: Charge-coupled device or more commonly known as Color Capture Device. An array of light sensitive capacitors that
are used to capture an optical image to be displayed on a digital media.
: A graphic display uses pixels to show colors, a contrast ratio is the displays ability to show its
brightest color relative to its darkest color per pixel. The higher the contrast ratio the better the displays ability to show extreme bright colors
next to extreme dark colors.
: CRT or Cathode Ray Tube is a means of displaying an image by firing an electron gun inside a vacuum. As the
electrons pass through the tube they reach the displayable surface that is coated in phosphorus and react. The electrons cause the phosphorus surface
to change colors in the form of a picture.
: An electrical component that limits the direction of flow for an electrical current. For our purposes its
essential to the function of an LED or OLED in flashing.
: DLP or Digital Light Processing is a method displaying an image in front or rear projection televisions. The chip
technology was developed by Texas Instrument's in the late 1980's and is widely used capture or display devices. The method uses ultra tiny
mirrors for each displayable pixel in the image, when the light/color for that pixel changes the mirror repositions itself which allows one of three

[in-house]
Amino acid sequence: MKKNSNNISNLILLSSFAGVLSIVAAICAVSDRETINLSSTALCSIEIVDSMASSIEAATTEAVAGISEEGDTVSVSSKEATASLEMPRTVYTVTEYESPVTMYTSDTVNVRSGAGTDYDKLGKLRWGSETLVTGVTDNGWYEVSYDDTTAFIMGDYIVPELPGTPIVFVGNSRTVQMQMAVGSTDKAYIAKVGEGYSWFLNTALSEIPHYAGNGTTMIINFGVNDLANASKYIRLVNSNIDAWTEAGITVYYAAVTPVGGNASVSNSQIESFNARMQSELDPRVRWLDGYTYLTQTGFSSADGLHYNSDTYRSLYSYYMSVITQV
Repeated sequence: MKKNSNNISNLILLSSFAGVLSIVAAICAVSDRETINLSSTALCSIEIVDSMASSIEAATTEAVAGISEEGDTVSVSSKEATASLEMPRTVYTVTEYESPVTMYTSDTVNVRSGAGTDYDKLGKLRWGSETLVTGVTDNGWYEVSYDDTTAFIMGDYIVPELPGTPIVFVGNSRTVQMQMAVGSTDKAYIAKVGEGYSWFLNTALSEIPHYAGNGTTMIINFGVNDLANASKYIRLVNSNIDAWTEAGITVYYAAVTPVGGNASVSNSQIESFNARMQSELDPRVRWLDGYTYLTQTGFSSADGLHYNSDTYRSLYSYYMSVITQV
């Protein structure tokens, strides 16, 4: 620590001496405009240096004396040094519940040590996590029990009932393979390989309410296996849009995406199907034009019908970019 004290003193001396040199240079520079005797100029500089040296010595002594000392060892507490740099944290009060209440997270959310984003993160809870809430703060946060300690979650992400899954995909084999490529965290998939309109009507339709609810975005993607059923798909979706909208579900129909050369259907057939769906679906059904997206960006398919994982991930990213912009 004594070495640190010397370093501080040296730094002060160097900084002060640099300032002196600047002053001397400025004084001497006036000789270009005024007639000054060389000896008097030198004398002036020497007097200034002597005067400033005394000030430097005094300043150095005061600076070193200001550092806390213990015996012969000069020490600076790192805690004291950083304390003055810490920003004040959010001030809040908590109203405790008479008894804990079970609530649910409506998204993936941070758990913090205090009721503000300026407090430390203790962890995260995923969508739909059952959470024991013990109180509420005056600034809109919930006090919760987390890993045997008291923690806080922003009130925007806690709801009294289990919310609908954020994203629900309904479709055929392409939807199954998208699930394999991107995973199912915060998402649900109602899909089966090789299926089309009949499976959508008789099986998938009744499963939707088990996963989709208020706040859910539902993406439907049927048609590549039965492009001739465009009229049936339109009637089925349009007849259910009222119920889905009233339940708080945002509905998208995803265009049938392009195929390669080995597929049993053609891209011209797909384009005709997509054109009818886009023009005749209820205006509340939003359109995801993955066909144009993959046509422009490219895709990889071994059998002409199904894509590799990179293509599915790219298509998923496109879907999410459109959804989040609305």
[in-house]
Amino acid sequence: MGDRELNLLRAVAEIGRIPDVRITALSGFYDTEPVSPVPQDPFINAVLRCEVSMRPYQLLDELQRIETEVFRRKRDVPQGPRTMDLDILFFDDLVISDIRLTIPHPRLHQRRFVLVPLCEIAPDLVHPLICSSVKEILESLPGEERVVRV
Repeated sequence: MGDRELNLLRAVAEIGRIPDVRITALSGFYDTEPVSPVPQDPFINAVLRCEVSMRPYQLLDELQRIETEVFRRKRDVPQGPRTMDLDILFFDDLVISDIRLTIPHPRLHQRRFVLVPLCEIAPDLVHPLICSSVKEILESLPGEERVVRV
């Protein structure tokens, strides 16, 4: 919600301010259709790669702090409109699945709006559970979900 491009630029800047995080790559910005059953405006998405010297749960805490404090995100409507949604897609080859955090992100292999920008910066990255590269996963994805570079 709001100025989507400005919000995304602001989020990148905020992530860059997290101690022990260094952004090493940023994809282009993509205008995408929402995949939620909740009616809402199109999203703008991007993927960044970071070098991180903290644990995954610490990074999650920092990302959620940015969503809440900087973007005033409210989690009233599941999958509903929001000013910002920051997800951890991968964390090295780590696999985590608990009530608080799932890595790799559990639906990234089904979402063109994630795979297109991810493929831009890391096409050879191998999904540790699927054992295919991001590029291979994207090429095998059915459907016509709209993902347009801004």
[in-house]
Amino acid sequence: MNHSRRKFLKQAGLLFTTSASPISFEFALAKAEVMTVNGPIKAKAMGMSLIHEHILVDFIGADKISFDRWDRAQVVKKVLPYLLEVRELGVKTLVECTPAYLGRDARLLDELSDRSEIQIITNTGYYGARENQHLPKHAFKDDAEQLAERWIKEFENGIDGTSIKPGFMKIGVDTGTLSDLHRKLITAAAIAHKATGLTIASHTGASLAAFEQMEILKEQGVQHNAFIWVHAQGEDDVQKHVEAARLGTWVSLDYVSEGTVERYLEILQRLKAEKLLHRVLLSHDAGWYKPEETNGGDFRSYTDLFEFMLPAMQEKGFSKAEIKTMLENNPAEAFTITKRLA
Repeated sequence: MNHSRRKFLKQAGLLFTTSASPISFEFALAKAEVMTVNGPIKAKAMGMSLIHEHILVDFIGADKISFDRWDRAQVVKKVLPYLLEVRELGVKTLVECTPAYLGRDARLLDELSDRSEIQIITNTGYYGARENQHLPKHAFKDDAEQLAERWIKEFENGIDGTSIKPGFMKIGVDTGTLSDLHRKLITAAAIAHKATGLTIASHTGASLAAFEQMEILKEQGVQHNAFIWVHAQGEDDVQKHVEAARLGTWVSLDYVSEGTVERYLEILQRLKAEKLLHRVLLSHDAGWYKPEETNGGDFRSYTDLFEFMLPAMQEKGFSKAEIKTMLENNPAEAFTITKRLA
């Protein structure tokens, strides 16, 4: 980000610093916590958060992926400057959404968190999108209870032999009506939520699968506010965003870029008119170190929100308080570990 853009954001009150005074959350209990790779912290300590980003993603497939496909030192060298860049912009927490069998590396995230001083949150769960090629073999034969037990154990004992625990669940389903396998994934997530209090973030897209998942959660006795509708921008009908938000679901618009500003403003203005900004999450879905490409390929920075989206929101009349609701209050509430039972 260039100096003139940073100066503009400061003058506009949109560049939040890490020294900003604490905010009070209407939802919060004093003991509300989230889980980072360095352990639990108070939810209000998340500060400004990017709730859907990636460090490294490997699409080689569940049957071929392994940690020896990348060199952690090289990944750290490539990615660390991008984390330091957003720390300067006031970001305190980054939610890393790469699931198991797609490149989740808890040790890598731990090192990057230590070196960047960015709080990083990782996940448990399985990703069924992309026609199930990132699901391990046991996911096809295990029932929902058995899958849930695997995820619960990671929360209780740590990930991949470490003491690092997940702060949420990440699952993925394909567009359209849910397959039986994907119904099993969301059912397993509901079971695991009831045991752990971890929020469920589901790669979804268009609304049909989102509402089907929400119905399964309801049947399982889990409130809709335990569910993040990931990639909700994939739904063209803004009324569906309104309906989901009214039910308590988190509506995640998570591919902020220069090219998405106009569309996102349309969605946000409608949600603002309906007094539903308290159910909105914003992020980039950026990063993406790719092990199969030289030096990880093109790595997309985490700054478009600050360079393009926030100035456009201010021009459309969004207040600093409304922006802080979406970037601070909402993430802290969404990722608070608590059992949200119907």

primary colors or white, black, or varied shades of grey.
: referring to the number of times an event occurs in any given increment of time. Our use of the term refers
to wavelength or the number of times a wave crests' each time per second; when measured in units per second its unit is called Hertz or Hz.
: LCD or Liquid Crystal Display is a graphic display that uses suspended liquid crystal molecules that are sandwiched
between two electrodes and two polarized filters. When a current is applied to the electrodes the crystal molecules change orientation and therefore
allow more or less light to be passed through them.
: The smallest point in a graphic image. The term is a contraction of “picture element” and in our context
is referring to a point on a display device.
: When we use the term plasma we are referring to a method of graphical display. The technical term “plasma”
refers to a gas in an ionic (excited on a molecular level) state. With a graphic display the “plasma” refers to the noble gases, usually neon and
xenon, that are sandwiched between two plates of glass and excited to a plasma state by electrical current. This process is utilized to make varied
colors of the displayable image.
: Not to be confused with frame rate, refresh rate refers to number of times a display turns the light source
on and off per second to show the image. A display might show a frame rate of 30 but in those 30 frames it turns the light source on and off three
times, this means the display has a refresh rate of 90 Hz.
: There are many definitions for this term, but for our purposes we use it to refer to image clarity as a result
of the number of pixels inside a given area of a graphic display. The more pixels in a certain area the higher the resolution or picture